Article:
ACSE Membership and LiaisonsDirectory of the Advisory Commission on Special Education (ACSE), including Commissioner, liaison and staff contact information.
Commission Member Names, E-mail Address, Term, and Appointing Body
California State Board of Education
|Marie Alvarado Gil firstname.lastname@example.org||01/01/21-12/31/24||California State Board of Education|
California State Board of Education
|01/01/20-12/31/23||California State Board of Education|
|01/01/22-12/31/23||California State Board of Education|
Elizabeth A. Estes
|06/21/22 -12/31/25||Governor's Office|
|06/21/22 -12/31/25||Governor's Office|
Michele J. Andrus
|David M. Toston
Student Commission Member Name
In accordance with the ACSE Bylaws, Article I, Section 4, Tenure, "Every Commissioner whose term has expired may continue to discharge the duties of his/her office until his/her successor has qualified."
State Senate Member
State Assembly Member
State Board Liaison:
State Board of Education Liaison
Commission Staff Liaisons:
Advisory Commission on Special Education Member Biographies
Dr. Havaughnia Hayes-White, Chair
Dr. Havaughnia Hayes-White is a lifelong learner and career educator who has over 20 years of service in the field of prekindergarten through grade 12 (prek‒12) public education. Dr. Hayes-White is a proud alumna of California State University, Northridge (CSUN). She earned four degrees in education and three State of California teaching credentials. All of which were earned at CSUN.
Dr. Hayes-White served 15 years as a Special Education teacher in urban Los Angeles schools. She has taught all grade levels and all types of student learners and worked closely with their families to support each child’s individualized academic and social/emotional development. In 2011, Dr. Hayes-White’s career expanded to include Higher Education. She mentors, coaches, trains, and prepares classroom teachers and school administrators in pursuit of equitable instructional and leadership practices. She works closely with adjunct and full-time faculty, teacher candidates, and local school districts/other education agencies to facilitate the fieldwork experience for University Internship and Student Teacher clinical practice programs.
Professor Hayes-White teaches online, hybrid, and face-to-face courses in Mild/Moderate and Moderate/Severe disability programs, and core Special Education courses to adult learners who are pursuing their State of California Preliminary Education Specialist teaching credentials. At the Community College setting, Professor Hayes-White teaches undergraduate students and supervises teacher candidates who are pursuing their Child Development Associate Degree or California Child Development Permit.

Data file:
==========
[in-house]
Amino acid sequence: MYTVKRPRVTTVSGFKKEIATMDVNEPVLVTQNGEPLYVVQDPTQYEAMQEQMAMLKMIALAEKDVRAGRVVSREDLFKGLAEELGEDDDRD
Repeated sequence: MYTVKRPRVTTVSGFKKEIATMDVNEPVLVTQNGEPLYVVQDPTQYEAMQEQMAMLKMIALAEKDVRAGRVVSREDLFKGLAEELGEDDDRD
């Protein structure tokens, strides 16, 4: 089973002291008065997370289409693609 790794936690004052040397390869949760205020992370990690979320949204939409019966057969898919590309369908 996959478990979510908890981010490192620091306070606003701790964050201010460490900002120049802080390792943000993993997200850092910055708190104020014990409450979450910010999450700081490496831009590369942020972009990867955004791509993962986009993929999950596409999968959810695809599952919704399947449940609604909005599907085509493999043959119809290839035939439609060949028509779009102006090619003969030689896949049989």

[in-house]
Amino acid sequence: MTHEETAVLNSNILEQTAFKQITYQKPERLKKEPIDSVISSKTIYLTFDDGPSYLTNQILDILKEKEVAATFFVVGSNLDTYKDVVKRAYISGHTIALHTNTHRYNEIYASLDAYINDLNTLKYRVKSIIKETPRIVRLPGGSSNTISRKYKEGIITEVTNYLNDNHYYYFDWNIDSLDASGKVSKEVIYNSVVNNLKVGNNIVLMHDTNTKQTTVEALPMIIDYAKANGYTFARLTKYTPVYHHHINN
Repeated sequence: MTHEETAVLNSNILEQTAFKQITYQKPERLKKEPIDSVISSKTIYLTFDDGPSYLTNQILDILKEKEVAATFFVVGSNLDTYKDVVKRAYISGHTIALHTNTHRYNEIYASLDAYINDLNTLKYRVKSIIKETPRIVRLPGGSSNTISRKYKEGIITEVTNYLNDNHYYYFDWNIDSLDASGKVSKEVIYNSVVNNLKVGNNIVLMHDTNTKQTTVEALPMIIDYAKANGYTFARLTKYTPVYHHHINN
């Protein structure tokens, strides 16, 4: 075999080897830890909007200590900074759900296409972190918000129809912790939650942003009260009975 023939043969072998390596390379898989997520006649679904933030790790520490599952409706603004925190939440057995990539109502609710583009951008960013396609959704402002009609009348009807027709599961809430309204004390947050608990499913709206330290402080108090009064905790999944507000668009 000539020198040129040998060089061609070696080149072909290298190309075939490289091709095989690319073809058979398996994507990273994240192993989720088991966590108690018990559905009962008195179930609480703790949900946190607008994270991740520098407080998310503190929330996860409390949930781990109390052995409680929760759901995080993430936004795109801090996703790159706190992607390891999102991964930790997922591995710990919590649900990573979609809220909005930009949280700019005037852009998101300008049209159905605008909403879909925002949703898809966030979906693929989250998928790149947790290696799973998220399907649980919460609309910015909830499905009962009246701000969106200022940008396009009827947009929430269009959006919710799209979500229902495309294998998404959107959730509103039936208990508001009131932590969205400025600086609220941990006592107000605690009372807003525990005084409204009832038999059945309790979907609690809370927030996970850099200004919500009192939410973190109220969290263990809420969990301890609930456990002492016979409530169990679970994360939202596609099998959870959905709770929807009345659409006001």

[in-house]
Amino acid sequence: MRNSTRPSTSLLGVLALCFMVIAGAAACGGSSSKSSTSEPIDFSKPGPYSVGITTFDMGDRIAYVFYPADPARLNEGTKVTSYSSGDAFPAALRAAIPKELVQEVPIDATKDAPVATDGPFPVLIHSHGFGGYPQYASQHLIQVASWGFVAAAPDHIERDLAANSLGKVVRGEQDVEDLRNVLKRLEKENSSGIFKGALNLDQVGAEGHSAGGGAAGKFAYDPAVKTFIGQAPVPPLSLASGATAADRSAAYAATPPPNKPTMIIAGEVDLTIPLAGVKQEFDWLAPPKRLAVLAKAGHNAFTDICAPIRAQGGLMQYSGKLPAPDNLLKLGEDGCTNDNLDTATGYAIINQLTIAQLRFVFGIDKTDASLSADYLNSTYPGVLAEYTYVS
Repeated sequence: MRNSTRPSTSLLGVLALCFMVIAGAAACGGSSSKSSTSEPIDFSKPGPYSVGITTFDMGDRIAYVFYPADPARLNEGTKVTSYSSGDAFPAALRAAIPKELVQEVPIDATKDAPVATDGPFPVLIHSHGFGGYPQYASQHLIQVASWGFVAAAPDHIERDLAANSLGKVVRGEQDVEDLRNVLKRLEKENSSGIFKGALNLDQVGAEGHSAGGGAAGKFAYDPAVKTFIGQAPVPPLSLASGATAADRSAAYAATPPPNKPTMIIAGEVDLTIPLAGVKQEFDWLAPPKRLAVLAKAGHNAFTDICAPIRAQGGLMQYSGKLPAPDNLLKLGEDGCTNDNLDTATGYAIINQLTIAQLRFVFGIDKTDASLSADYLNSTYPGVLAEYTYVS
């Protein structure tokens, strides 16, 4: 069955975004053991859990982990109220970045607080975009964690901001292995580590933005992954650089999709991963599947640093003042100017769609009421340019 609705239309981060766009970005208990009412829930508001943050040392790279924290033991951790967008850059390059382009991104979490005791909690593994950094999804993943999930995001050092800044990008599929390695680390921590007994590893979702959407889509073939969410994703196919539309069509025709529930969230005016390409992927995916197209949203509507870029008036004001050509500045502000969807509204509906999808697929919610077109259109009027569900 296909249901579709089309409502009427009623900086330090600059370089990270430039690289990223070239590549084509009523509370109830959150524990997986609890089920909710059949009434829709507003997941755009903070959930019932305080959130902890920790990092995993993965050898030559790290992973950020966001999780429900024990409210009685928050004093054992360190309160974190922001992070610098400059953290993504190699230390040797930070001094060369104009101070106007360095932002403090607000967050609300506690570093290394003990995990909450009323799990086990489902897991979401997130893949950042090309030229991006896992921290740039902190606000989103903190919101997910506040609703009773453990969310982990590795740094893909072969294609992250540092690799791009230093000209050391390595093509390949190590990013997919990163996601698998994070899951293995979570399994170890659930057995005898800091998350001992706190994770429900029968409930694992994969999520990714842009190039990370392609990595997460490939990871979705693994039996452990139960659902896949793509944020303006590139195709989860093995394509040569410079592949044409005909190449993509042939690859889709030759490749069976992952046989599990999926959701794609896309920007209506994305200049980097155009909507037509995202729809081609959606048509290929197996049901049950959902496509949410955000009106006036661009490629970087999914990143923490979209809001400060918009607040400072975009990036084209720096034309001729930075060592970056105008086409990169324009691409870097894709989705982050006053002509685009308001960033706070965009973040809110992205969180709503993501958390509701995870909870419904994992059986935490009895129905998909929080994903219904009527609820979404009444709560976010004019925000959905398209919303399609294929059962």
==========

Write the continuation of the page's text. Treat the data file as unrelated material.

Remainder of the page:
Within the California Community Colleges and California State University systems, Professor Hayes-White has had the honor of conferring an abundance of Associate Degrees, Teaching Credentials/Permits, and Master of Arts degrees to Student Teachers and University Interns across southern California. Professor Hayes-White enjoys teaching credential preparation courses, observing/working closely with new teachers by providing instructional support and mentorship as teachers refine and reflect on Universal Design for Learning (UDL), culturally responsive pedagogy, and equitable instructional practices for all students within their classroom environments.
Dr. Hayes-White is rigorously involved in state level PreK–12 educational leadership/civic service and enjoys participating in a number of boards, committees, and/or stakeholder groups. In June of 2021, Dr. Hayes-White was elected by her peers as the first African American woman to serve in a leadership role as the Chair of the Advisory Commission on Special Education (ACSE) at the California Department of Education (CDE).
Contributing to the advancement of California’s public education system for all students regardless of their cultural, ethnic, or economic background, provides Dr. Hayes-White with a great source of humility and pride. Dr. Hayes-White enjoys collaborating and working closely with all school community stakeholders who represent diverse cultures, views, and experiences across California’s public education system.
Dr. Stacey Adler, Vice Chair
Dr. Stacey Adler has been serving as the Mono County Superintendent of Schools and the Executive Director of Mono County Public Libraries since 2010. The Mono County Office of Education (MCOE) is the only county office of education in California that oversees a County Library System. Prior to becoming the County Superintendent, Dr. Adler worked as an Assistant Superintendent of Curriculum and Instruction for three years for MCOE, as the Mammoth Elementary School Principal for four years, and a kindergarten through grade 8 classroom teacher for over ten years. She received her B.A. in Public Administration from Miami University in Ohio, her M.A. in Teaching from National College of Education in Illinois, and her Ph.D. in Educational Leadership from Capella University in Minnesota.
Dr. Adler served as the California County Superintendents Education Services Association (CCSESA) President in 2018. As a passionate advocate for rural small counties and districts on both a state and regional level, she helped to create the CCSESA Small County Caucus and has chaired this group since in 2012. Locally, she has served as a First 5 Mono Commissioner since 2010, and is currently the Co-Chair of the Mono County Children’s System of Care/Interagency Agency Leadership Team. Despite most of her professional roles existing in the “regular education” realm, Dr. Adler has always had a special place in her heart for Special Education and one of her proudest accomplishments is the creation of the Mono County Inclusion Pre-School which educates preschoolers with special needs right alongside their typically developing peers.